“Tonight the food is from West Java,” Yunie explained. “We eat lots of raw vegetables and steamed or grilled protein such as chicken, beef or fish. Last Saturday most of the food was from East Java.”
For dessert, Hasrat insisted I try the Kolak Biji Salak, comprised of sweet potato balls with a pleasant chewy texture floating in palm sugar syrup laced with creamy coconut milk. It was delicious and very more-ish.
At 7.30pm after the main meal, the adults returned to their respective mosques for Taraweh, a longer session of special prayers which finish around 8.30pm.
It was time for me to bid farewell to my generous hosts and check out the Ramadan Nights festival in Haldon Street, the main street of Lakemba, a 20 minute walk from the IQRO mosque. Hasrat told me she intended to go there after prayers and recommended the knafeh and murtabak street stalls.
I was thrilled to hear the festival was back after 2 years of cancellations due to Covid and that they’re open for the entire month of April from dusk to dawn.
I’d visited the festival a few years ago and had been astonished by the eclectic mix of foods from countries as diverse as Syria, Jordan Egypt, Lebanon, Nepal, Bangladesh, India, Palestine and Malaysia.
There was a real hum in the air when I arrived with throngs of people walking around snacking on potato tornadoes and corn on the cob. Many stood waiting patiently in long snakelike queues to buy food from the street stalls. One of the longest queues was for Ramadan Camels, famous for its camel burgers.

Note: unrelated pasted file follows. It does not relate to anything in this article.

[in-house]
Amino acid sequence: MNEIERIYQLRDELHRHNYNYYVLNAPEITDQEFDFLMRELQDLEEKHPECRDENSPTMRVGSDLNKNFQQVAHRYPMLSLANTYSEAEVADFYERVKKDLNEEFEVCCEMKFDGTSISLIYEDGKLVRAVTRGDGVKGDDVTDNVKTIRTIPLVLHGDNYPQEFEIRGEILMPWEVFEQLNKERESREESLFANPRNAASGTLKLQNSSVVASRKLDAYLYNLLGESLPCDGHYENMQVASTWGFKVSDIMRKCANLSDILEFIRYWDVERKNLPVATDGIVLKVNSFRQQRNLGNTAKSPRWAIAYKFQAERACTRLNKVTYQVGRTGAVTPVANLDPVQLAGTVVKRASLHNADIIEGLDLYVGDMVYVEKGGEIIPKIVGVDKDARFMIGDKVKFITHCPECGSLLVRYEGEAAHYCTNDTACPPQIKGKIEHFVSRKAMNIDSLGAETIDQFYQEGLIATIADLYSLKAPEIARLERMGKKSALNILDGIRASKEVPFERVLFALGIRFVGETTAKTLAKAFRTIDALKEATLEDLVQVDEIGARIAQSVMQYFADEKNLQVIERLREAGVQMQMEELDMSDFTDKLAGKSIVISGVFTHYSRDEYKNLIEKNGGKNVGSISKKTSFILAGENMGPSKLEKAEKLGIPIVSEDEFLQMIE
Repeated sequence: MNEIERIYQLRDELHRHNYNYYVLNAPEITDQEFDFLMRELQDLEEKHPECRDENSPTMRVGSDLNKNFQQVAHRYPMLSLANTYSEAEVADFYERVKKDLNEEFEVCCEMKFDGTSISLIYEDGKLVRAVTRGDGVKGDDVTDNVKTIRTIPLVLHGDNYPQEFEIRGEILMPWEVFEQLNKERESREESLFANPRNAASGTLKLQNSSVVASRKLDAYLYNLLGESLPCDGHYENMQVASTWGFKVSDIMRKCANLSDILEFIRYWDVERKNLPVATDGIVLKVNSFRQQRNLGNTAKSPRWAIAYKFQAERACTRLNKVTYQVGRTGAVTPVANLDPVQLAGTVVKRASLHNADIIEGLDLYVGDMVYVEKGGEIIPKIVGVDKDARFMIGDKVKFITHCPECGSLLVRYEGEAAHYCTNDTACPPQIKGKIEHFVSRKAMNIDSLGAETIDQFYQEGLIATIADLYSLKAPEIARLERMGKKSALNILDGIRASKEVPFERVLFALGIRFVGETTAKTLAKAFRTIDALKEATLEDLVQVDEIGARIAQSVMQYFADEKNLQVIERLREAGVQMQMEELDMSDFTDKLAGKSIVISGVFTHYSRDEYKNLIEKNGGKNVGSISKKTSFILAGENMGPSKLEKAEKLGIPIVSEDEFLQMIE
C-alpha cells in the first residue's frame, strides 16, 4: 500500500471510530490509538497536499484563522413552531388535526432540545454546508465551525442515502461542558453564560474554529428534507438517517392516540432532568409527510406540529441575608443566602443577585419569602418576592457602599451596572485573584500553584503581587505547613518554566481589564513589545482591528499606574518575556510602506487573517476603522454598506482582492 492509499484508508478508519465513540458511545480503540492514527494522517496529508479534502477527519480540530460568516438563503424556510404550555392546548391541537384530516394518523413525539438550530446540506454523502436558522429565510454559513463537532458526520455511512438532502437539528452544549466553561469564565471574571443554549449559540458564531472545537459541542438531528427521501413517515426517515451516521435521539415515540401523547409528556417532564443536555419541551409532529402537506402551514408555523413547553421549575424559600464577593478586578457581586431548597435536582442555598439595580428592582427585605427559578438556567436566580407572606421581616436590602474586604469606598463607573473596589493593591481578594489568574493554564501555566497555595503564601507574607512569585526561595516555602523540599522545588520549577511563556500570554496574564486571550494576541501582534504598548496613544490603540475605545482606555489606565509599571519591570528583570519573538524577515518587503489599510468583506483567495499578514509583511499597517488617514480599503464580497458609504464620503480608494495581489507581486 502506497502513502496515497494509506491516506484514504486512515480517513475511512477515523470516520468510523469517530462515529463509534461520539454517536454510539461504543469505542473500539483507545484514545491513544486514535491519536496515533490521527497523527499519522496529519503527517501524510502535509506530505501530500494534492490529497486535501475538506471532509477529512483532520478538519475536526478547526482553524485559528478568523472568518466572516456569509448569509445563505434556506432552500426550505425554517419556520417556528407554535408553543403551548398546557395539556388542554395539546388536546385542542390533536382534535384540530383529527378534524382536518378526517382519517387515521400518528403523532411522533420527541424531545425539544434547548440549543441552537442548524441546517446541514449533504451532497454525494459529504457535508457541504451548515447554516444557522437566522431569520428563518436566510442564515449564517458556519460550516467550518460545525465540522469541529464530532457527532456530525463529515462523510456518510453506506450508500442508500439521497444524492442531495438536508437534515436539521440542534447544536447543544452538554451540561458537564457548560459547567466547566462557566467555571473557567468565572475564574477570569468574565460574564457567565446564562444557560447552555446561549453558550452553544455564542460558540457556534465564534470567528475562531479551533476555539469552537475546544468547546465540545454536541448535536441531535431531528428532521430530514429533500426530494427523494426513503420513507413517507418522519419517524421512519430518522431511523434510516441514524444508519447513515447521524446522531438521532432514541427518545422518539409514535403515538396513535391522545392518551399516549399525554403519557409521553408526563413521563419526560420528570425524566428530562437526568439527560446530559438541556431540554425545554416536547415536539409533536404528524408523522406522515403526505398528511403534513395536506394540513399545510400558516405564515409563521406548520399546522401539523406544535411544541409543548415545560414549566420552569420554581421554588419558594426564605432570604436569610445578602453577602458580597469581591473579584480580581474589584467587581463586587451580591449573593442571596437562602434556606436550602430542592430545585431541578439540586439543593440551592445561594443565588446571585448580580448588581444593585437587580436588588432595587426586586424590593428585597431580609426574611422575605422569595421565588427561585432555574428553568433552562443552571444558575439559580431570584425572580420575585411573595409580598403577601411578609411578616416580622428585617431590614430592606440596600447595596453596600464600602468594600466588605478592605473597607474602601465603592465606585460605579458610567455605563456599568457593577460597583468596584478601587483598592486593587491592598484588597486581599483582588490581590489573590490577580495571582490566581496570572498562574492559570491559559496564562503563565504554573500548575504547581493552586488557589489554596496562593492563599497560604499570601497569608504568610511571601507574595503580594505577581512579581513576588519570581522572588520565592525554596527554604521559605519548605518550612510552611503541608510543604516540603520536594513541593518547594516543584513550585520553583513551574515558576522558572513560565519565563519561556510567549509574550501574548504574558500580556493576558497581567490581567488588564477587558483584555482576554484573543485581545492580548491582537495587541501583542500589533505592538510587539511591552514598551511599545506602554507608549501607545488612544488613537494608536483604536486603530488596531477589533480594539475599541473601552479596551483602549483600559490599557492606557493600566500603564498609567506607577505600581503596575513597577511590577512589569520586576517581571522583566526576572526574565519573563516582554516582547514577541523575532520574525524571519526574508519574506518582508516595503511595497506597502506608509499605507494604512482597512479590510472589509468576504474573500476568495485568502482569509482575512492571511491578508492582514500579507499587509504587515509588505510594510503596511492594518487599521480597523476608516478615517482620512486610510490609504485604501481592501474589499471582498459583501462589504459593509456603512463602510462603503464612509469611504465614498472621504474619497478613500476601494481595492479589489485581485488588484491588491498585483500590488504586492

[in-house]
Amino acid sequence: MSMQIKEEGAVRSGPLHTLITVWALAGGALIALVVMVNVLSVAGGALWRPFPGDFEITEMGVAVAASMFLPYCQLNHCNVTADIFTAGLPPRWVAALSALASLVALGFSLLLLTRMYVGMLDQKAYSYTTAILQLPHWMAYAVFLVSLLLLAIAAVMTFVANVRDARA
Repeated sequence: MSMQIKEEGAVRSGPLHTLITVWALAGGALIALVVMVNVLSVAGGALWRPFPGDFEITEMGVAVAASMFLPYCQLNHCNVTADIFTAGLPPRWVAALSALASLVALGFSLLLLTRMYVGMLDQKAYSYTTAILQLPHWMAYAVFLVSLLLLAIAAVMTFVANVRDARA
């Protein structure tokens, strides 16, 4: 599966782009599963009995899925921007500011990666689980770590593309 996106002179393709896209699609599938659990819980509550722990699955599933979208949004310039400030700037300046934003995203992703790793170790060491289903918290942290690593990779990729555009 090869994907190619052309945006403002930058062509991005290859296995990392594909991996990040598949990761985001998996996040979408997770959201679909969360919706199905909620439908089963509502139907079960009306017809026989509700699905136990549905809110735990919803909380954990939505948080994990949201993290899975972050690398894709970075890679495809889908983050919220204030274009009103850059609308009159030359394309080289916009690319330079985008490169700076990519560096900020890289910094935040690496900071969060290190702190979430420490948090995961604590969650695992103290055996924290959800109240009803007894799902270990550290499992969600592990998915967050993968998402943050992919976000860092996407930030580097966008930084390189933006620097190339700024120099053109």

“My uncle Yassr Elyatim and his friend Abdulqader Obeid started a stall here selling hot dogs 17 years ago,” Mohammad Aljrav tells me. “There was no street festival then.
“It took off around 2008 when they started selling camel burgers and people came from far and wide to try them.”
When I turned around I noticed a bit of street theatre across the road. A bearded man was busy pulling a wedge of knafeh up in the air, grinning as he pulled the stretched cheese threads longer and longer.
“Yummy! yummy!” I hear a group of kids yell on the corner of Gillies Street. I wind my way further up the street through long queues for chicken fajitas
and colourful kebabs at the Deccan Flavours stand – highly recommended is the goat biryani available from the restaurant inside as take-away.
Lakemba was the first Sydney suburb to celebrate Ramadan out on the streets, thanks to the entrepreneurship of Yassr Elyatim and Abdulqader Obeid. Auburn has followed suit but only for one Saturday night (April 23rd) when a large array of food trucks line the main street.
Not to be outdone, Liverpool City Council threw its own spectacular festival this year.
“I like the Liverpool festival better than Lakemba” Yunie told me. “It’s more comfortable. There are plenty of tables and chairs. It’s also more interesting in terms of decoration – good ambience and more vibrant.
“There is Arabic music which made me feel like I’m at an Arabic food festival which I like, and there’s a kids playing area and water fountains for kids to play in. But there were fewer food stalls than at Lakemba so the queues were really long.”
She especially enjoyed the Knafeh Jerusalem Street Food show thrown by a group of bearded bakers in white t-shirts dancing to lively music.
Come dawn on Monday May 2nd, the Lakemba and Liverpool festivals will wind up for another year. They offer a taste of diverse cultures and an opportunity to get to know them better.